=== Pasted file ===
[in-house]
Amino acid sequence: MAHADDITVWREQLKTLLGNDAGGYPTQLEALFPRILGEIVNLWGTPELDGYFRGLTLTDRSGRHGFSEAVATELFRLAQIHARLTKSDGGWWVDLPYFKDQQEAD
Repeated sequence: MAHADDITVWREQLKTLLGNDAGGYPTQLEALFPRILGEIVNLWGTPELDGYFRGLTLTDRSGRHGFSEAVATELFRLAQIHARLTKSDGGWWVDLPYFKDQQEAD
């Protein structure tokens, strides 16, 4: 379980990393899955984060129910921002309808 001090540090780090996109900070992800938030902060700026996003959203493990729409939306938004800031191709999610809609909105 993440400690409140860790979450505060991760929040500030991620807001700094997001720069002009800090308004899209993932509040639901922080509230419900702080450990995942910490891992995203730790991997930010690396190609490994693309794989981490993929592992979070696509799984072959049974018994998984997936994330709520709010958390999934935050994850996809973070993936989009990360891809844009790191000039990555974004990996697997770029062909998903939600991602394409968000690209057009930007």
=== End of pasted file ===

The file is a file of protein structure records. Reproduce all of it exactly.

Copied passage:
[in-house]
Amino acid sequence: MAHADDITVWREQLKTLLGNDAGGYPTQLEALFPRILGEIVNLWGTPELDGYFRGLTLTDRSGRHGFSEAVATELFRLAQIHARLTKSDGGWWVDLPYFKDQQEAD
Repeated sequence: MAHADDITVWREQLKTLLGNDAGGYPTQLEALFPRILGEIVNLWGTPELDGYFRGLTLTDRSGRHGFSEAVATELFRLAQIHARLTKSDGGWWVDLPYFKDQQEAD
């Protein structure tokens, strides 16, 4: 379980990393899955984060129910921002309808 001090540090780090996109900070992800938030902060700026996003959203493990729409939306938004800031191709999610809609909105 993440400690409140860790979450505060991760929040500030991620807001700094997001720069002009800090308004899209993932509040639901922080509230419900702080450990995942910490891992995203730790991997930010690396190609490994693309794989981490993929592992979070696509799984072959049974018994998984997936994330709520709010958390999934935050994850996809973070993936989009990360891809844009790191000039990555974004990996697997770029062909998903939600991602394409968000690209057009930007």